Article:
On the eve of a pivotal vote that would deregulate the broadband industry, a fresh survey from the University of Maryland shows that large majorities of Americans — including 3 out of 4 Republicans — oppose the government’s plan to repeal its net neutrality rules for Internet providers.

The results paint the picture of an electorate that is largely at odds with the GOP-led Federal Communications Commission, whose chairman, Ajit Pai, plans to vote Thursday to lift key rules for companies such as AT&T, Comcast and Verizon. The move would permit such companies to speed up some websites, and slow down or block others, as Internet providers seek new business models in a rapidly changing media and technology environment.

The survey by the university’s Program for Public Consultation and Voice of the People, a nonpartisan polling organization, concluded that 83 percent of Americans do not approve of the FCC proposal. Just 16 percent said they approved.

Americans in the survey were far less likely to find the FCC’s arguments for repeal persuasive, and far more likely to agree with arguments for keeping the regulations. While 48 percent said they found the government’s case convincing, 75 percent said they found the contrasting arguments of consumer groups and tech companies convincing.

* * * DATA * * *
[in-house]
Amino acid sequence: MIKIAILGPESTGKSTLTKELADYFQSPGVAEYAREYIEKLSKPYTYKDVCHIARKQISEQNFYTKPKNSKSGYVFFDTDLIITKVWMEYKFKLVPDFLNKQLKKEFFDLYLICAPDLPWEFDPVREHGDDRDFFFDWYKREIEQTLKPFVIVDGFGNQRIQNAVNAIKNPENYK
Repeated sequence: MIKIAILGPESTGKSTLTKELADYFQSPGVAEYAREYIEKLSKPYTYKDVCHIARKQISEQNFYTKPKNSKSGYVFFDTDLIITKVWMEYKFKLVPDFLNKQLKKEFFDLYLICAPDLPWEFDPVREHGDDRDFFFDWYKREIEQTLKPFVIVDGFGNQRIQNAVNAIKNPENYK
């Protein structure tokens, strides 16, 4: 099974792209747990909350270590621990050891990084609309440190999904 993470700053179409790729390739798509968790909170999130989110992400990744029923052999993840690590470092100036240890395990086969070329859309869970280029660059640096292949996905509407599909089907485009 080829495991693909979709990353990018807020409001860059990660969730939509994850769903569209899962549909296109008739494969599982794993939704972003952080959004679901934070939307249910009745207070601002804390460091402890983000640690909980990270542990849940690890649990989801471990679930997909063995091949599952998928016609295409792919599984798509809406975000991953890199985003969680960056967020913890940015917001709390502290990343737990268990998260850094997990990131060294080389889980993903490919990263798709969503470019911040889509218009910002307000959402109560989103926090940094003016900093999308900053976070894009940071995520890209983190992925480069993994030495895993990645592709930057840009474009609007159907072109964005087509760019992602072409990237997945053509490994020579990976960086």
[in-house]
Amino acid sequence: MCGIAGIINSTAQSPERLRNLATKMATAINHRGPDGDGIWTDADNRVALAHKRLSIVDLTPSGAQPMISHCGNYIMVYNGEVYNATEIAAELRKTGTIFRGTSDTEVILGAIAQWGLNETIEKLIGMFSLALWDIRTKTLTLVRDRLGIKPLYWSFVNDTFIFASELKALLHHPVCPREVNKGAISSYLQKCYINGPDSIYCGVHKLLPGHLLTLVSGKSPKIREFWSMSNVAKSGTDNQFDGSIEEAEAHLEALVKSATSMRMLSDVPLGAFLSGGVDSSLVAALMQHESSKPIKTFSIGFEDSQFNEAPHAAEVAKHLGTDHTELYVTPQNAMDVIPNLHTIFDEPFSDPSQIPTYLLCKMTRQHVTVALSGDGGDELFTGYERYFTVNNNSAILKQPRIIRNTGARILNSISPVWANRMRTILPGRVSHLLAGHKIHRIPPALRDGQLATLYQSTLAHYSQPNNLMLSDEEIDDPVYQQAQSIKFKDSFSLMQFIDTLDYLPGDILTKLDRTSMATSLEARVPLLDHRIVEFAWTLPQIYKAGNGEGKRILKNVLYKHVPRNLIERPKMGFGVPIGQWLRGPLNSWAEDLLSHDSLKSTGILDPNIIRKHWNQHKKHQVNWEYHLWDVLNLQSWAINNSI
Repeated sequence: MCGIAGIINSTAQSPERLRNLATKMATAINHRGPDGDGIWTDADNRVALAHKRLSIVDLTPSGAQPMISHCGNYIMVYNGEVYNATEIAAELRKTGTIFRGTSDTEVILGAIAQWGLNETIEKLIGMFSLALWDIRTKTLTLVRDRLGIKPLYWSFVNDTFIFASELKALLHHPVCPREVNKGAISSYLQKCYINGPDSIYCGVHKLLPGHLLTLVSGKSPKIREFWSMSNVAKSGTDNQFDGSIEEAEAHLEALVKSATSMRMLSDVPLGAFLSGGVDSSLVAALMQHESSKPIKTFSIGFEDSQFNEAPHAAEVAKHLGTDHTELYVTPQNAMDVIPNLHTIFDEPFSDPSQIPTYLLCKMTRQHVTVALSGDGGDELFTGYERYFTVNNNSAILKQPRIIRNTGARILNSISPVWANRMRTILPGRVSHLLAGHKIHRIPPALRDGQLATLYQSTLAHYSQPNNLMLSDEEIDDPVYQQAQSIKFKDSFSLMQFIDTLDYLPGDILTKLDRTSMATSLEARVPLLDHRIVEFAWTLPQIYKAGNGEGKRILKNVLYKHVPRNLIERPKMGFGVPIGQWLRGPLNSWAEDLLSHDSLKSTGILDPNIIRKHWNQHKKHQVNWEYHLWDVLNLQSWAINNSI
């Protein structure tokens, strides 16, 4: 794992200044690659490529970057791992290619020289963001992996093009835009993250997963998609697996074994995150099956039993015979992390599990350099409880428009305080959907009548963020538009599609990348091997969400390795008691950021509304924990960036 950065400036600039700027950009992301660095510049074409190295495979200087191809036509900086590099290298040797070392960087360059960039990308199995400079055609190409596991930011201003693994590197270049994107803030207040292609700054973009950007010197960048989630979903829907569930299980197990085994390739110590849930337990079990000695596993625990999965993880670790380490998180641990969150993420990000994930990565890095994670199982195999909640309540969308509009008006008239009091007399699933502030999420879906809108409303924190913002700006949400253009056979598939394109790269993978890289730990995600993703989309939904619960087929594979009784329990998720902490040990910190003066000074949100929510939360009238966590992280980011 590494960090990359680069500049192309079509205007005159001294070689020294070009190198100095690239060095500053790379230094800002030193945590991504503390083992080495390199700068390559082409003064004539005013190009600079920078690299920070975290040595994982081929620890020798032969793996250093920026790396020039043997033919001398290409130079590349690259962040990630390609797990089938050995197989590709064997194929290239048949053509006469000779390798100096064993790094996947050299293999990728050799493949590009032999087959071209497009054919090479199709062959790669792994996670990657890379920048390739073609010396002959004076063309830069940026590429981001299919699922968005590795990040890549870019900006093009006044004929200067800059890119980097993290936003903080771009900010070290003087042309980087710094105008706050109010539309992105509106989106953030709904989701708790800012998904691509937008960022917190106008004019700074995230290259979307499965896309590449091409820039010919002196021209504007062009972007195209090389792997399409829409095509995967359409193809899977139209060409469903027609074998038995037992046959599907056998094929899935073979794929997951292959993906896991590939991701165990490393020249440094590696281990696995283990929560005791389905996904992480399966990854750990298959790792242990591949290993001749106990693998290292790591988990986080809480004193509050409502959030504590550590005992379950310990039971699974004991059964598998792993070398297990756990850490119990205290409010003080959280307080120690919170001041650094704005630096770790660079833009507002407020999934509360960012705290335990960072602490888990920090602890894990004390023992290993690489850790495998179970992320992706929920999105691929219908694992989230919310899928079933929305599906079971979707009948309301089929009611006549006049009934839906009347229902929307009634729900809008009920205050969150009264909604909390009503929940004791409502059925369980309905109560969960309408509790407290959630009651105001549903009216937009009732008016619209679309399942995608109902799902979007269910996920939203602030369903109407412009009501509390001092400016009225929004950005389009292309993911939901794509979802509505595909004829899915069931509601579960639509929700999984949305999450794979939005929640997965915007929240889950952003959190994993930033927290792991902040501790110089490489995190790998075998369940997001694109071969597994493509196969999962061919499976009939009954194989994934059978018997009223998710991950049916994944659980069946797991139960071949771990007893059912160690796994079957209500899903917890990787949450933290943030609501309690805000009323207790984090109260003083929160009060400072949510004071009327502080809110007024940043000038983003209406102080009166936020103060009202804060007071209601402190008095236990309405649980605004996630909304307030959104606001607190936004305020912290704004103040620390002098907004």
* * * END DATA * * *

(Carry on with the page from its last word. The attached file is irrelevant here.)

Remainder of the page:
About one in five Republicans said they were in favor of the FCC’s proposal.

The PPC survey highlights a significant consensus between members of both political parties at a time when much of the country is divided on other social and economic issues. It also differs from previous polling on the subject of net neutrality in methodology and approach.

Unlike polls that solicit respondents over the Internet on an opt-in basis — a tactic that polling experts say is problematic because the resulting sample can be unscientific — PPC relied on a focus group of respondents that had been assembled randomly using traditional mail and telephone techniques by the market research firm Nielsen Scarborough.

In addition, rather than asking survey-takers their opinion on net neutrality without much prior context or by phrasing the questions in ways that could affect the results, PPC prepared respondents ahead of time with a policy briefing laying out the case from both sides of the debate. The survey content was reviewed by experts in favor and against the net neutrality rules, including by a government official who represented the administration’s position, according to Steven Kull, PPC’s director.

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